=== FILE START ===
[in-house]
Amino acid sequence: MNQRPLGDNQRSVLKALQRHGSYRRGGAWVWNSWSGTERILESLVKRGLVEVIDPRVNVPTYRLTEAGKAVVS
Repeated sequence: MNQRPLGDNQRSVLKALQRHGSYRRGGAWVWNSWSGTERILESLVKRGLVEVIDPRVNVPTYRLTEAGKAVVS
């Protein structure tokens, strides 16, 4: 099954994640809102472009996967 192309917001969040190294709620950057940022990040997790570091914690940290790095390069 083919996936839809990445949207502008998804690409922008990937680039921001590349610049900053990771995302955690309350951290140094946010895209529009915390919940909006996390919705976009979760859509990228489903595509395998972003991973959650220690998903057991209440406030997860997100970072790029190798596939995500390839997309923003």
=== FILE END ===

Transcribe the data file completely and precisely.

[in-house]
Amino acid sequence: MNQRPLGDNQRSVLKALQRHGSYRRGGAWVWNSWSGTERILESLVKRGLVEVIDPRVNVPTYRLTEAGKAVVS
Repeated sequence: MNQRPLGDNQRSVLKALQRHGSYRRGGAWVWNSWSGTERILESLVKRGLVEVIDPRVNVPTYRLTEAGKAVVS
């Protein structure tokens, strides 16, 4: 099954994640809102472009996967 192309917001969040190294709620950057940022990040997790570091914690940290790095390069 083919996936839809990445949207502008998804690409922008990937680039921001590349610049900053990771995302955690309350951290140094946010895209529009915390919940909006996390919705976009979760859509990228489903595509395998972003991973959650220690998903057991209440406030997860997100970072790029190798596939995500390839997309923003």